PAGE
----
ODE TO THE OYSTER
Like a lot of folks November is my favorite time of the year. The weather is changing to the cooler temps, the holidays are quickly approaching and like clockwork it is shellfish season.
Of course this time of the year, the Stone Crab steals most of the press as Stone Crab season just opened on October 15th. Most Floridians are now enjoying their sweet Crab fix for the first time in six months.
While it is true that Stone Crabs are a must have this time of year, and so far the catches have been plentiful, don't overlook the Quahogs, Mollusk and Bivalves. A few uncommon names for the common Clams, Mussels and Oysters that thrive in the colder months as the water temperatures fall.
It's the time of year when we look for seafood delights that are a little heavier than the summer Shrimp Gazpacho dish and not quite as comforting as a winter Paella or Jambalaya….no, what we are looking for in the Fall is Mussels Marinara, Seafood Gumbo or Linguini with Clams but my favorite is the granddaddy of all shellfish…the Oyster.
Right now the Oyster profile is that of a very briny, buttery and clean taste with a salty finish. Oysters are most commonly eaten raw, steamed, or grilled. Recent travels to New Orleans and Pensacola, Florida have opened my eyes to a variety of creative and delicious ways to serve Oysters.
Most of us are all familiar with the traditional Oyster Rockefeller and the Oyster Casino but some of these Oyster bars in the Gulf panhandle have taken the Oyster to another level. Smoked Oysters with bacon, jalapenos, cheese and bread crumbs was one menu item that left a delightful impression on my tastebuds while broiled Oysters with a Buffalo Wing Sauce and crumbled Blue Cheese left me dazed and confused.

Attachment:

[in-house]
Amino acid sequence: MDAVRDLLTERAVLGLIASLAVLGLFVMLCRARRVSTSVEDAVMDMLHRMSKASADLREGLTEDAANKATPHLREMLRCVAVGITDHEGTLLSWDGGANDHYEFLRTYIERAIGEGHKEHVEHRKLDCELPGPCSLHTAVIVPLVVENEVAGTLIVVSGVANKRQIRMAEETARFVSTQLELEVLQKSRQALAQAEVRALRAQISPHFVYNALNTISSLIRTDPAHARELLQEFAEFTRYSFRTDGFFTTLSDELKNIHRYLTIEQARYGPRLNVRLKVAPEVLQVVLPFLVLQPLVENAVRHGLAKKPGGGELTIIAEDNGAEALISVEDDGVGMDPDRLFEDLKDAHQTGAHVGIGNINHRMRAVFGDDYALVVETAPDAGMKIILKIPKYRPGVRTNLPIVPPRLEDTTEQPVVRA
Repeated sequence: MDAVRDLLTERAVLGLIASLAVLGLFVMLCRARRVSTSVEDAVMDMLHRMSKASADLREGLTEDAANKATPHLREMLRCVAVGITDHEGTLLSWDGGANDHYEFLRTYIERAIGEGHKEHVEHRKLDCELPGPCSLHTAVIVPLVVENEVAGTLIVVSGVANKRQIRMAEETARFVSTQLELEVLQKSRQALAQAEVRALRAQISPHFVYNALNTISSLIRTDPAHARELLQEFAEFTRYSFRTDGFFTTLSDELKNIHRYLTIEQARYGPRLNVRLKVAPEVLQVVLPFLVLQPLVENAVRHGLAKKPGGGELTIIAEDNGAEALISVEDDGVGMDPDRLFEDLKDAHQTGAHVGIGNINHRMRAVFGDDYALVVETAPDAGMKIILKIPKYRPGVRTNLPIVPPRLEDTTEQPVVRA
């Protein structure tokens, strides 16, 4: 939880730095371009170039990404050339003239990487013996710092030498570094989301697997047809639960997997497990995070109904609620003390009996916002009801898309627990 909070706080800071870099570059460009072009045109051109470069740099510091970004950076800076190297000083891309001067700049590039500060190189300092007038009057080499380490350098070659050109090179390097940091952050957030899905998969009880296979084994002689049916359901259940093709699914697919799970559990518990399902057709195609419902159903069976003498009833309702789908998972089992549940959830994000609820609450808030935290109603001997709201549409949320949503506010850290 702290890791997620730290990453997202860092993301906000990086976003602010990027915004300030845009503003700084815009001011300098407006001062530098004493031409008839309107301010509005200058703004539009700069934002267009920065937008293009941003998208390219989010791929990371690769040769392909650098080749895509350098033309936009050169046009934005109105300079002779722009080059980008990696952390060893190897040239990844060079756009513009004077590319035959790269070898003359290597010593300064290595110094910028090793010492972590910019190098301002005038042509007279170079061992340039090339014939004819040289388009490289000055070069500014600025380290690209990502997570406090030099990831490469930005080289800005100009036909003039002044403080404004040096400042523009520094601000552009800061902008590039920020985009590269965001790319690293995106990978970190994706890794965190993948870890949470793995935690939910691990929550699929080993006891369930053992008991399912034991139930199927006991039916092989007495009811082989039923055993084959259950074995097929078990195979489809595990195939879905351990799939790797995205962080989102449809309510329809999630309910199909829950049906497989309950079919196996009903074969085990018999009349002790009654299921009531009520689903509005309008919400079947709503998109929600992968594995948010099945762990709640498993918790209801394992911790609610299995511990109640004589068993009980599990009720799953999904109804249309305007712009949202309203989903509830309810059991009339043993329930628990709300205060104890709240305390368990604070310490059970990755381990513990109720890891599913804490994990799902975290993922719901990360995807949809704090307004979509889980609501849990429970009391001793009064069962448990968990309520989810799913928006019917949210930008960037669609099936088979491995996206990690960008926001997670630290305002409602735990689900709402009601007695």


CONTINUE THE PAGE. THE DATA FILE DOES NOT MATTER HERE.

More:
As a self-proclaimed “Oyster Expert” it is essential that before I eat an oyster I will actually need to witness the opening of the shell to ensure maximum freshness and taste. The best Oyster bars shuck the Oyster in front of you and serve your freshly shucked dozen with a cold draft beer. If you haven't sat at the bar of Monks Oyster Bar and had a dozen Monkefellas or an East Coast Oyster Roast at The Big Water Fish Market, you are missing out on two local Oyster favorites.
So, as the big Thanksgiving weekend approaches we all think turkey, ham and deviled eggs but don't forget the Shrimp Cocktail, Stone Crabs and a Thanksgiving tradition…the Oyster stuffing.
It's not the turkey I look forward to but it’s being home with my family watching the big Michigan vs Ohio State game with a giant bowl of Dad's homemade Oyster Stew.
May the world be your Oyster…whatever that means.
Have a happy and safe Thanksgiving all!
Big Water Fish Market
2 Bags Pepperidge Farm Cornbread Stuffing I stick unsalted butter
1 large sweet onion chopped
1 cup celery chopped
1 qt chicken broth
1 Quart Oysters & the liquid
1 tsp poultry seasoning
1 tsp thyme
1 tsp sage
Salt & pepper to taste
Preheat oven to 350*.
SautÃ© butter, onions ,& celery for 8-10 minutes.
Combine stuffing mix & sautÃ©ed vegetables. Add oysters & liquid, eggs,poultry seasoning thyme. Get mixture to "moist consistency" with chicken broth; as much as needed. Add salt, pepper,& sage.
Pour all into greased 9×12 baking pan. Bake for 45-60 minutes. Insert knife in middle until it comes out clean and dressing is slightly crusty on top.
- Tags: Fishmonger